Bitcoin: The Beginner’s Guide To Investing

Bitcoin and cryptocurrency remain a mystery to casual and experienced investors alike. This shouldn’t be the case since the basics of Bitcoin and how it works are relatively easy to understand.  

Here’s a brief Bitcoin biography: An overview of its origins, operations – and how to invest in it. 

What is Bitcoin? 

Bitcoin is an electronic money version that verifies transactions using cryptography (the science of encoding and decoding information). 

Bitcoin is decentralized, digital, and scarce money: 

  • It’s digital because it exists as a set of codes.
  • It’s decentralized because this code runs by thousands of computers spread across the globe.
  • It’s scarce because its code limits its overall number.

When you use bitcoin to buy something, it records the transaction on a blockchain. The blockchain is a ledger or database whose entries can’t be modified or erased.

Transactions are validated through a process known as proof-of-work, in which miners attempt to calculate the cryptographic key for the next block in Bitcoin’s blockchain.

It’s called mining because it’s like looking for gold. Anyone with a shovel can dig and look for gold, just as anyone with a computer can look for bitcoin. 

These technicalities aside, one of the main draws of Bitcoin, and one of the reasons why it has attracted so much hype in recent years, is that it’s a form of private money that operates without the involvement of a central bank or government.

Bitcoin transfers funds from one party to another without requiring a bank. Moreover, because the technology is open source and entirely decentralized, it is protected from external sources such as governments, who typically control fiscal policy and fiat currency circulation. 

Concerns over legitimacy 

One reason for the volatility is the considerable suspicion and skepticism that have dogged cryptocurrency throughout its history. Bitcoin’s blockchain may be immune to interference, but bitcoin itself may not be, skeptics have said.  

Then there’s Bitcoin’s association with criminals and shady operators. Most notoriously, it was the medium of exchange used by Silk Road, a clandestine black market eventually shut down by the FBI in 2013.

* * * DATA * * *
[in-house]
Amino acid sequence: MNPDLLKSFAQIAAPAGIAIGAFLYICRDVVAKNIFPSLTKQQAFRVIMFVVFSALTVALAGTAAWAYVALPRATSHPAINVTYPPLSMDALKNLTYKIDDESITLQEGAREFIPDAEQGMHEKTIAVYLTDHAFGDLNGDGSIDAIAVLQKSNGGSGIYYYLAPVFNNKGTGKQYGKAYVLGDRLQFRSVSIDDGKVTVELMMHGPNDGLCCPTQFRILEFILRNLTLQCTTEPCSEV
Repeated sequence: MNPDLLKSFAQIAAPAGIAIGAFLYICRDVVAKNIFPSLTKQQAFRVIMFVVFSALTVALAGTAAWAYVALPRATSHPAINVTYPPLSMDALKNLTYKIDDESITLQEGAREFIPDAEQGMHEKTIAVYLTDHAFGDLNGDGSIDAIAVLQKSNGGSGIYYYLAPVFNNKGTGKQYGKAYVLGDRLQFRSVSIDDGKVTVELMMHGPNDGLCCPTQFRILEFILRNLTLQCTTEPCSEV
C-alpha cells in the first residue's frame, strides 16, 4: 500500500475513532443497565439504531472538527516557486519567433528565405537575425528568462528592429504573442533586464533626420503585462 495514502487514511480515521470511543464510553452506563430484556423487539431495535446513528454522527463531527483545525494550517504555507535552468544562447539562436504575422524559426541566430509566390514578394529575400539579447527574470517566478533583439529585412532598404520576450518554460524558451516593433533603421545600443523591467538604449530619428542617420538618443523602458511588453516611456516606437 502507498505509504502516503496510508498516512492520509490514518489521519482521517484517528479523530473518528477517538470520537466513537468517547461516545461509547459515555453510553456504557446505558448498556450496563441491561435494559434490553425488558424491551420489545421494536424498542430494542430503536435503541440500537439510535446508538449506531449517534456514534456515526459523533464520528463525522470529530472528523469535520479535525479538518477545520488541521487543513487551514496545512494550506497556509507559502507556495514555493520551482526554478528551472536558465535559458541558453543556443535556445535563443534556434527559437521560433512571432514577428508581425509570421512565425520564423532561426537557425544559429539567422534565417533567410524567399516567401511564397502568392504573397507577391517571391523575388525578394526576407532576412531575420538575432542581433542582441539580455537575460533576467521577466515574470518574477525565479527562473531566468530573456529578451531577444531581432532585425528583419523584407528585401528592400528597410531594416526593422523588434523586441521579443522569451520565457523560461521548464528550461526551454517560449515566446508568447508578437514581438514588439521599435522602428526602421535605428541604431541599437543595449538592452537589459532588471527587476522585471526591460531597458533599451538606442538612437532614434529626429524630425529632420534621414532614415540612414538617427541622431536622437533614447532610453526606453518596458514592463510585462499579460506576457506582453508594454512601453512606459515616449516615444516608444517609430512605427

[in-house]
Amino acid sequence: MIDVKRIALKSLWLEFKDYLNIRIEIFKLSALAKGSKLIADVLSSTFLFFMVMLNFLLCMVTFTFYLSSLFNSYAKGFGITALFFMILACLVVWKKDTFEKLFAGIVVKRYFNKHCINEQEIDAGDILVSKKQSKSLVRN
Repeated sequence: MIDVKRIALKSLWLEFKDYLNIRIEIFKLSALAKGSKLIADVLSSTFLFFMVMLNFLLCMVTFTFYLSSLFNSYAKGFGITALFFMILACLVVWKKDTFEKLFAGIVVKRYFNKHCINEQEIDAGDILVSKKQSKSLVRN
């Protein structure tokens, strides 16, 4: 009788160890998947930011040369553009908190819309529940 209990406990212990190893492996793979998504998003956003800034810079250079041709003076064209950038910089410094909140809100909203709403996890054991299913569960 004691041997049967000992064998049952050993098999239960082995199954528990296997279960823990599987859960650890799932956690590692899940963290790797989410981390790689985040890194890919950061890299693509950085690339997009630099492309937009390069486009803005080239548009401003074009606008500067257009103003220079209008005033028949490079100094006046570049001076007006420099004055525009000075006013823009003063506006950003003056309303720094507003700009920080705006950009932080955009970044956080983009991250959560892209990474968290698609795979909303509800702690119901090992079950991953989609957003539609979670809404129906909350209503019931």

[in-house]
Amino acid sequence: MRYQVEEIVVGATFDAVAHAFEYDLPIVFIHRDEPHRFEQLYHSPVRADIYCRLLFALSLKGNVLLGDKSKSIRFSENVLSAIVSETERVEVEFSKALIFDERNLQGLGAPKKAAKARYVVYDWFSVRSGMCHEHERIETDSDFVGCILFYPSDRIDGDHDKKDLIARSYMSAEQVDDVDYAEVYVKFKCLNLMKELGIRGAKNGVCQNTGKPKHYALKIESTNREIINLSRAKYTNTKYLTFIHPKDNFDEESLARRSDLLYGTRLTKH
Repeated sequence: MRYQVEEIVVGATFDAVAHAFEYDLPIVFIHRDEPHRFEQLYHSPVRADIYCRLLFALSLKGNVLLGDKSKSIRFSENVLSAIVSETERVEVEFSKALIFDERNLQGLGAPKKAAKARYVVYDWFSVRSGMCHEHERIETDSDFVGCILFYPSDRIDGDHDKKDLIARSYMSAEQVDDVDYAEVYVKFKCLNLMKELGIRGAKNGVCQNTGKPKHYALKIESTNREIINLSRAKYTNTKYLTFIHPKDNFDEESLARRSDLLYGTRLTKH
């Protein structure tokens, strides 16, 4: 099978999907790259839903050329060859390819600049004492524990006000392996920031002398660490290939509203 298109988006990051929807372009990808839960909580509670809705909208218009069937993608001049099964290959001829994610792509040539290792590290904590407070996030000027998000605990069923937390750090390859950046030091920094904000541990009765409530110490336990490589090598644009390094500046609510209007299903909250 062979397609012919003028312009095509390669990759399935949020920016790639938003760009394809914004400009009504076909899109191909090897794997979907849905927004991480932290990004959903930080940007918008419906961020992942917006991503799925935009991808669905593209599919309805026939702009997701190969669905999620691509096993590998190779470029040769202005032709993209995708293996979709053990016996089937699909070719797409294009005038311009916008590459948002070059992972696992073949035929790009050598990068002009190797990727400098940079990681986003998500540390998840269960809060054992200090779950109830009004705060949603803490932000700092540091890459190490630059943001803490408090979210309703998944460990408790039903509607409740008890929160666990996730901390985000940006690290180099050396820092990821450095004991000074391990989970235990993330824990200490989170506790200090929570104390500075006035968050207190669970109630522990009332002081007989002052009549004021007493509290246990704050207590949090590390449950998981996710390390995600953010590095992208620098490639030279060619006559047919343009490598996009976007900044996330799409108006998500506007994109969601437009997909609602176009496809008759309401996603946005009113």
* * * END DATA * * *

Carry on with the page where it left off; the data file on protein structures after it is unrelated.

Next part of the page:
This stigma has stuck ever since, and not without cause. While recent research suggests that bitcoin is now mainly used for financial speculation or wealth preservation (much like gold), some $2.8 billion was laundered in 2019 using cryptocurrency.

Why invest in bitcoin?

Bitcoin may be a relatively new asset, but it has provided outsized returns almost every year of its existence. More broadly, its advocates believe that its fixed supply makes it the perfect way to store wealth and that it should appreciate significantly over the long term as more institutional investors – investment banks, mutual funds, and pension plans – pile into it.

We have already seen increased interest from institutional investors and corporations in 2020 and 2021. 

How to invest?

There are two main ways to invest in bitcoin. Either you set up an account with one of the many dedicated cryptocurrency exchanges now in existence, or you buy it through an investment platform with the option to purchase cryptocurrencies.

While cryptocurrency exchanges were once shady, unregulated operations, the major exchanges operating are all regulated and in compliance with applicable laws. In the United States, some of the most popular are:

Alternatively, you can buy bitcoin through several financial apps and platforms, including Robinhood, Cash App, and PayPal. Such apps tend not to offer as wide a selection of cryptocurrencies as the dedicated exchanges, but if you’re interested only in bitcoin, it doesn’t make a real difference.


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Todd Smekens

Journalist, consultant, publisher, and servant-leader with a passion for truth-seeking. Enjoy motorcycling, meditation, and spending quality time with my daughter and rescue hound. Spiritually-centered first and foremost. Lived in multiple states within the USA and frequent traveler to the mountains.

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